Metropolis: Wednesday, December 15, 2004
McBee: ‘A lot of those expenditures have nothing to do with reducing crime.’ (Photo by Jeff Prince)
Controlling the Crime District

Board members and others are questioning the city’s use of special tax funds.


The numbers of drive-by shootings, assaults, murders, and other violent crimes in Fort Worth jumped dramatically in the late 1980s and early ’90s, ranking the city among the country’s most crime-ridden. It wasn’t surprising in March 1995 when about 59 percent of voters approved raising the sales tax by half a penny to pay for a citywide crime control and prevention district. The tax was renewed in 2000. Now, 10 years and $270 million later, the crime control district is up for consideration again. Voters will decide on Feb. 5 whether to renew the tax for another five years.

For the first time, some residents are questioning how the money is being spent and complaining about lax oversight by the board that makes the decisions.

“A lot of those expenditures have nothing to do with reducing crime,” said Louis McBee of Fort Worth Citizens for Responsible Government. “That is readily apparent because crime hasn’t been reduced over the past 10 years.”

Without doubt, crime rates have fallen, although city leaders and critics disagree on how much. Crime, however, has been down statewide since the mid-1990s, probably due to an improved economy, increased neighborhood policing, and longer prison sentences. McBee points out that Fort Worth, which already has the highest property tax rate among the state’s major cities, is the only one that relies on special crime district funding.

Meanwhile, expenditures have strayed from the original purpose of fighting hard-core crime, and, while a city audit of spending was done last year, independent audits have never been done, as required by law. “A large part of the crime district budget has just been an adjunct of the general fund budget, just buying things [police] wanted,” City Councilman Clyde Picht said.

Take, for instance, the $600,000 spent on overtime for police officers working special events — “special” referring to Texas Motor Speedway and Bass Hall. “That just galls me,” McBee said. “What’s that got to do with controlling crime? At our Fourth of July parade in Woodhaven, we have to pay for police. The Handley Street festival has to pay for those services. Regular citizens have to pay for those services themselves.”

Here’s how the district’s budget process worked in 1995 and 2000: The police chief determined how he wanted to spend the money (more cops, training, equipment, overtime, benefits, whatever) and submitted a budget to the city manager, who sent it to the city council, who passed a recommendation on to the board. Former Mayor Kenneth Barr made it clear that board members weren’t encouraged to nitpick, and Picht recalls a board member once saying the board would “approve whatever the council members want.”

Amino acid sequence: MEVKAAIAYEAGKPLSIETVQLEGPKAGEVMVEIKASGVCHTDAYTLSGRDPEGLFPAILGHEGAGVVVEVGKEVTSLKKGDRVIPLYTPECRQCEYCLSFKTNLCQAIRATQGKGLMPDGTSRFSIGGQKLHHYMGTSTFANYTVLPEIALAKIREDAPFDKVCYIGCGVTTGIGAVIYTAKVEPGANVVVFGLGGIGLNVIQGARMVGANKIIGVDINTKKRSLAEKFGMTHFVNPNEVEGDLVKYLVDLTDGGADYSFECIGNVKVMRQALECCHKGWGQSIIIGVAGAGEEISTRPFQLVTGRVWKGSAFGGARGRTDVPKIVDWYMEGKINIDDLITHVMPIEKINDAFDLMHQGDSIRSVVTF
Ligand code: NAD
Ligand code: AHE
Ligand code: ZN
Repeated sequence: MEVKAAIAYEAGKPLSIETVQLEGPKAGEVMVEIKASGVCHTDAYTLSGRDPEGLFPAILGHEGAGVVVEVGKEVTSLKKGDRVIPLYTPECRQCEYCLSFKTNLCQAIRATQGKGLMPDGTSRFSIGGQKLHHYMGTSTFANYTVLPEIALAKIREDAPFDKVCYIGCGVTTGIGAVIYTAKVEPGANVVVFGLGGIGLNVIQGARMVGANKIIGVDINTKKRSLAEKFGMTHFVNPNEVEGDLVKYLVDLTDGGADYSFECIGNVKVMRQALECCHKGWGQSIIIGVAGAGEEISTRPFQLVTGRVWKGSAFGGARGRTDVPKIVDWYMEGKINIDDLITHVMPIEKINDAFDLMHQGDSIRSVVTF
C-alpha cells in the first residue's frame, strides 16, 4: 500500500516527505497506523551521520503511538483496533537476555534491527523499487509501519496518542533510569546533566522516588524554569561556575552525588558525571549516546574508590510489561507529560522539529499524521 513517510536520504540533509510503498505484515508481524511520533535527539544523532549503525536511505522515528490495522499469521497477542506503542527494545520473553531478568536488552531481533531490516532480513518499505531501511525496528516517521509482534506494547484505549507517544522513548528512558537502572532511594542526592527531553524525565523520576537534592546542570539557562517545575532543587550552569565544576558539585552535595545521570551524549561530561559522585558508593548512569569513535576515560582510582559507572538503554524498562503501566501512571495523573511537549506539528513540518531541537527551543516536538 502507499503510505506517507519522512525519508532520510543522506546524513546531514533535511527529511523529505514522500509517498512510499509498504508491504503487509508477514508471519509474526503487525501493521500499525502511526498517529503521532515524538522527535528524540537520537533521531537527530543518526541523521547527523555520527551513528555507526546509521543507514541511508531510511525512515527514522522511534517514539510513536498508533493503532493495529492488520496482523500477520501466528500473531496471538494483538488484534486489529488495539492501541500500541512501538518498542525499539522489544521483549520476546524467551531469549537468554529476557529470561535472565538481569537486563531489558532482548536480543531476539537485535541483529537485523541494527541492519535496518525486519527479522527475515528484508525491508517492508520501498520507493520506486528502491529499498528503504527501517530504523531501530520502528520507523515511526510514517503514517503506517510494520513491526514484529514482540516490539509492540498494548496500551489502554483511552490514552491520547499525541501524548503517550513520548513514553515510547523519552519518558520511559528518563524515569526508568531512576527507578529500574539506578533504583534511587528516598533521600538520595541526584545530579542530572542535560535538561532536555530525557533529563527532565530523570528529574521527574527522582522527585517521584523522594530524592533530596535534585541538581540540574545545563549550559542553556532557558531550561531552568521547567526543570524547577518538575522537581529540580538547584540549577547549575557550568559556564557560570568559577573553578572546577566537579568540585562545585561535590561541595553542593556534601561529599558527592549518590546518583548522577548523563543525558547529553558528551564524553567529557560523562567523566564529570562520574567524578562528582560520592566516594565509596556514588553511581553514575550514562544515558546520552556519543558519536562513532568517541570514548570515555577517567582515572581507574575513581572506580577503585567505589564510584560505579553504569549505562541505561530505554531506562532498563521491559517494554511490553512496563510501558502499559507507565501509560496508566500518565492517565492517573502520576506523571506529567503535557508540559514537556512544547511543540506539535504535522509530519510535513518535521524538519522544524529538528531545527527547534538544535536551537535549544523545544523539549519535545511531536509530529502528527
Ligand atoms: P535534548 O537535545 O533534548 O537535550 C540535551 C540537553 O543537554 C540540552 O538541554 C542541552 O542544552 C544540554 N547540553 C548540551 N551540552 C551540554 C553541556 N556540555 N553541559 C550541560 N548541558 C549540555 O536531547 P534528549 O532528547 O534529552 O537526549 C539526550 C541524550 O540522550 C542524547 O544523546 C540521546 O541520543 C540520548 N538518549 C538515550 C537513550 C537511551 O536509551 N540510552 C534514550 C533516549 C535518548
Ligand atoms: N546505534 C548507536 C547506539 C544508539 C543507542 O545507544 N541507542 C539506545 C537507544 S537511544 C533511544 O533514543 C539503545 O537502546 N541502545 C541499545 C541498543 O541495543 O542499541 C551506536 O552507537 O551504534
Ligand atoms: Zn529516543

The fund became politicized rather than scrutinized. City leaders figured they could use the special tax money to pay for regular ol’ police items and avoid dipping into the general fund. That left more money for quality-of-life improvements, such as Lancaster Avenue renewal, a cattle herd, code enforcement officers, and so on. “Because we have that [crime district] money available, we’re not penny-pinching in trying to buy equipment for the police,” Picht said. “I know if we don’t have it, it’s going to be difficult for the city to get its budget together for the next few years.”

Critics realize most of the district funds are being spent on much-needed items. They don’t want to kill the crime district but rather to ensure that the money is being spent as originally intended.

And now that appears to be happening.

A board with a reputation for rubber-stamping budgets is getting tougher, due to turnover among members and changing attitudes at city hall. New board member Joseph DeLeon had no intention of automatically approving a budget when City Councilwoman Wendy Davis appointed him in November. He was relieved when Davis told him to follow his convictions. Then, Mayor Mike Moncrief showed up at a board meeting and delivered the same message.

“The [previous] board members were not aware of the powers that the board has,” DeLeon said. “Since I’ve been there it has been brought to their attention that they do have power and are not a rubber stamp.”

The increased scrutiny is apparent to Fort Worth Police Officers Association President Lee Jackson. “The budget meetings I’ve been to this year, the board questions every single expense of the budget,” he said. “They keep the city’s feet to the fire.”

Citizens for Responsible Government is watching closely. Whether the group tries to turn voters against the crime district (which is expected to raise perhaps $200 million over five years) depends on how the money will be spent and whether board members take their roles seriously. So far, the jury is still out. “We are not against the district,” McBee said. “But $40 million a year is a lot of money.”

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